Job-seekers should try to improve communication

The heartfelt plea for more job opportunities in design from Dan Cox (Letters, DW 22 August) was literate, but hardly persuasive. Sadly, in today’s market there is a surplus of designers – especially young designers and more especially designers who, unlike Dan, cannot communicate effectively.

One possible cause of graduate unemployment is the fact colleges still seem to fail to recognise the need to teach good communication skills to those hoping to enter our communications industry. At Design Distillery we receive ten to15 approaches a week from job-seekers, rising to 30-plus in the p

ost-graduation months. Some of them are polite and literate, but many are not and these are binned as a matter of course.

Some job-seekers feel they can simply leave a message via our website for us to contact them. On the basis that graduates need all the help they can get in their quest for employment, I offer these few simple hints:

organise the content of your letter and CV in a clear and cohesive manner. Rambling or over-clever presentations tend to be put to the bottom of the pile;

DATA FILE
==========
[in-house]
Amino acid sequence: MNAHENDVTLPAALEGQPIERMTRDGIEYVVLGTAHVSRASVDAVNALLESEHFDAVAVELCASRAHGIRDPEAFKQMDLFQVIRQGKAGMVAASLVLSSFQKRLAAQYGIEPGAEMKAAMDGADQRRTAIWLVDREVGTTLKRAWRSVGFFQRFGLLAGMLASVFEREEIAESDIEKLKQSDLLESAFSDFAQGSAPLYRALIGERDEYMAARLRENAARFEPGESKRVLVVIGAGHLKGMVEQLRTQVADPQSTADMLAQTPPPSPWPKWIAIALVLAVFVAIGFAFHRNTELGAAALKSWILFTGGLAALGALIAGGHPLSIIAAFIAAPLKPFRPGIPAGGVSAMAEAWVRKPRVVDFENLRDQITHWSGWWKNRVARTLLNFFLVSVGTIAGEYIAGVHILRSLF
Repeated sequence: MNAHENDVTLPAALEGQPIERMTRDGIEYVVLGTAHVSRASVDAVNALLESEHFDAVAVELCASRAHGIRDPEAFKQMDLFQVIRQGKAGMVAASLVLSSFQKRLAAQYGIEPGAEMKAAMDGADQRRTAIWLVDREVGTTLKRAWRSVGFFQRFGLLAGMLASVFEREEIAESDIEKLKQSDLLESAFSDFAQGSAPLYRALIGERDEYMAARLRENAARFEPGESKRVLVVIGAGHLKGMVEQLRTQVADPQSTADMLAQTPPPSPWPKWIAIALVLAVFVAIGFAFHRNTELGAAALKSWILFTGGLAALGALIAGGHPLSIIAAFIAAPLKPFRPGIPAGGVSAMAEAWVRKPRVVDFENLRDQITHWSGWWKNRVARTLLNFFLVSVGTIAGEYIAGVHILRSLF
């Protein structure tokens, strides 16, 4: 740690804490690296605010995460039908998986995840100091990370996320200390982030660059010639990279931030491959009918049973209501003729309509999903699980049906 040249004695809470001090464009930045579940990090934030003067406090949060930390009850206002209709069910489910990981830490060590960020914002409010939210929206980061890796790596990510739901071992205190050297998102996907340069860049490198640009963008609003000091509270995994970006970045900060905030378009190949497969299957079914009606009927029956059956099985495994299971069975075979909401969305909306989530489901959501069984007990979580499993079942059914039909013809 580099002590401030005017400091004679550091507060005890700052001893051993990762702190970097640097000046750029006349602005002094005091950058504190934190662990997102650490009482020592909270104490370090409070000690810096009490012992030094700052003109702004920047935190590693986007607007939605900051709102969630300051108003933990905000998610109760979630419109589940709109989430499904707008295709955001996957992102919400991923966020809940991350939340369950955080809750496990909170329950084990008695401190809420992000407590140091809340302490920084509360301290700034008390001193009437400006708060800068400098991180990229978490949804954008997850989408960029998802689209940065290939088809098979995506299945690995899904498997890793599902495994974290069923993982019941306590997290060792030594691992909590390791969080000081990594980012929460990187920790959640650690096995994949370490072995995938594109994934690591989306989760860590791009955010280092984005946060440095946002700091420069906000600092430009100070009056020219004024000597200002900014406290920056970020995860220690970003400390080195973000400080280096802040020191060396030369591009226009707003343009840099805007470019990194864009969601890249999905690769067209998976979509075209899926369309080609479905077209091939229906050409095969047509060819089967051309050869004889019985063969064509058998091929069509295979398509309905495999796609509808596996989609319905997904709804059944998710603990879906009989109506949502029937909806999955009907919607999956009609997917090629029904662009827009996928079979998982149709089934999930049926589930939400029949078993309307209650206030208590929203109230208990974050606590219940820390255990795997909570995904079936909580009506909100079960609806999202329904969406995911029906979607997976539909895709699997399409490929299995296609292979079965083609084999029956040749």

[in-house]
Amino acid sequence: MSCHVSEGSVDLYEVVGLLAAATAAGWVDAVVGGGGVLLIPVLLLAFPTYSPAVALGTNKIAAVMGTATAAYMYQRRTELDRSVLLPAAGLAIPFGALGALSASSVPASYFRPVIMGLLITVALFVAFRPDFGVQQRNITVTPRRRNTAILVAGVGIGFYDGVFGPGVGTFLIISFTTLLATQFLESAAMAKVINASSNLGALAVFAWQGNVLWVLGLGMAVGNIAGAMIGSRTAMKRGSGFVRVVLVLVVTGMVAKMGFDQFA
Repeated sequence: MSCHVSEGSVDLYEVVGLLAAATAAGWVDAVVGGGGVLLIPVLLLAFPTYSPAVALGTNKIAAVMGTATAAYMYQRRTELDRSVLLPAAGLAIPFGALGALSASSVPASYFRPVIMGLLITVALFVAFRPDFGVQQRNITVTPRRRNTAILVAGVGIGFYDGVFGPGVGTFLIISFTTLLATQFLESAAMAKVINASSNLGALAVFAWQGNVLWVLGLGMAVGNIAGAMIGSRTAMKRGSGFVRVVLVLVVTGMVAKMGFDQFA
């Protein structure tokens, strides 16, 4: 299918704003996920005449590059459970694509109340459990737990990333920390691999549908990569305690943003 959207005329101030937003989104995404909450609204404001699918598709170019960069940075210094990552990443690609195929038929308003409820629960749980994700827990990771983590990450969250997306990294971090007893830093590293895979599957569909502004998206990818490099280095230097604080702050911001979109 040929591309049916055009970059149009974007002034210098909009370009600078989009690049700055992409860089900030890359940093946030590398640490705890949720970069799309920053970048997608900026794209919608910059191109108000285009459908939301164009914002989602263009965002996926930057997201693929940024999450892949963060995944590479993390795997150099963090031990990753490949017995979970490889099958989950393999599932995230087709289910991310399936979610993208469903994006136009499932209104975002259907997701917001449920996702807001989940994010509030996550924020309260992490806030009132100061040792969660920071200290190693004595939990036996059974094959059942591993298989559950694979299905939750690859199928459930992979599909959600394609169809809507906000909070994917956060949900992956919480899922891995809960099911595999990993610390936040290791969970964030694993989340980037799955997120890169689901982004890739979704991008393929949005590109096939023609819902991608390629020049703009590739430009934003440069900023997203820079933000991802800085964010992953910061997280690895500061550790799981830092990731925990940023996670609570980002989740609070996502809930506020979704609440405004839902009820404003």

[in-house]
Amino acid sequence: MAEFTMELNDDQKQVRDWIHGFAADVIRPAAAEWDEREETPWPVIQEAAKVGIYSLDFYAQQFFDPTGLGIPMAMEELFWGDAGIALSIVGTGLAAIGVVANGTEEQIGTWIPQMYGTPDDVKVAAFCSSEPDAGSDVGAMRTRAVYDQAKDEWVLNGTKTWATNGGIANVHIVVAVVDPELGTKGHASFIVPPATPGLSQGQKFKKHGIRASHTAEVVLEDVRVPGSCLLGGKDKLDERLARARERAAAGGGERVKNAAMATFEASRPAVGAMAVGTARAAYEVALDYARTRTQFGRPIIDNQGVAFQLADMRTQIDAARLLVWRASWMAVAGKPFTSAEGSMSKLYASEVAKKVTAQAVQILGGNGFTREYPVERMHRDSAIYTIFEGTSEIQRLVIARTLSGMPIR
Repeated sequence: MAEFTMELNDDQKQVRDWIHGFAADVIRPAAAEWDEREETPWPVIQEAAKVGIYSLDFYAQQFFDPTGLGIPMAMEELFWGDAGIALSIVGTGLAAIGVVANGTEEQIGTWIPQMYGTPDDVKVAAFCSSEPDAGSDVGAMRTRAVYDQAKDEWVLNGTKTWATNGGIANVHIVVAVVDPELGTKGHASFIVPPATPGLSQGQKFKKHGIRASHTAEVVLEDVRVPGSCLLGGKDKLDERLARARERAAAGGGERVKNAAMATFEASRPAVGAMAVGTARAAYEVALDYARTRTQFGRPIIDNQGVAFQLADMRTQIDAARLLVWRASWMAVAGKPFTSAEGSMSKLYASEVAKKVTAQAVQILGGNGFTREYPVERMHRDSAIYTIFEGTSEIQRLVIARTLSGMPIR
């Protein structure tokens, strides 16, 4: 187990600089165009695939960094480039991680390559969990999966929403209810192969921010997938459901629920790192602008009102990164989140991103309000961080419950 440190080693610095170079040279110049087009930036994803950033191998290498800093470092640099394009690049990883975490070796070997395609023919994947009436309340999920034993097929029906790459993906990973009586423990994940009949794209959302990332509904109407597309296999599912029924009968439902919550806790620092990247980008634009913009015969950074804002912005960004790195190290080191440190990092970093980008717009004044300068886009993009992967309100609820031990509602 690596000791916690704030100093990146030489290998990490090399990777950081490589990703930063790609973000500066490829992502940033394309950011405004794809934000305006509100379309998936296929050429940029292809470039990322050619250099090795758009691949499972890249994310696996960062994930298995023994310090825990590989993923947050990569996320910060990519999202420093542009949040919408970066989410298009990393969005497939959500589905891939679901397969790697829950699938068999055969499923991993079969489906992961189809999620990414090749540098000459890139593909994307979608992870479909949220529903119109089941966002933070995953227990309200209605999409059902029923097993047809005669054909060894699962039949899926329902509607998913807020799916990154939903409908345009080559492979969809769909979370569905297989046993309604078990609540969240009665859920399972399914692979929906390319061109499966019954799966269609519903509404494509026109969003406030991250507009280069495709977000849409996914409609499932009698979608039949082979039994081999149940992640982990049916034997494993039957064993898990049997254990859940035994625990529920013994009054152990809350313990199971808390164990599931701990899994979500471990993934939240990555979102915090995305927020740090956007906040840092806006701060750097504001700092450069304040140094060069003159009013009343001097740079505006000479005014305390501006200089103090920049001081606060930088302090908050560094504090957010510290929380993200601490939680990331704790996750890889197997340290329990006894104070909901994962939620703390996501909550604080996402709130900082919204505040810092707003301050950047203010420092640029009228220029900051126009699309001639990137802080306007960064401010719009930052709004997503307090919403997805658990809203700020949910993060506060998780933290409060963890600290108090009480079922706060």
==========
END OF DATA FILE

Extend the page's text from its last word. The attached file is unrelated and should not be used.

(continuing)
spell the recipient’s name correctly and get the gender right (if you are not sure a quick phone call is all it takes);

all computers have a spell-check so use it – if grammar is not your strong point ask a friend for help;

do not demand an interview/ immediate reply/reason why they can’t see you. We work in an over-pressured industry where demanding clients take precedence over demoralised students;

remember you are selling yourself. Treat your prospects with the courtesy and consideration you would expect if you were the client and try to find genuine reasons why they should choose you, even if it does involve some hard work.

It is a tough market out there, but stick with it and the best of you will, with a little luck, win in the end. The less talented should think again.

PS: We have no vacancies at the moment. Sorry.

Leslie Millard

Managing director

Design Distillery

London SE1

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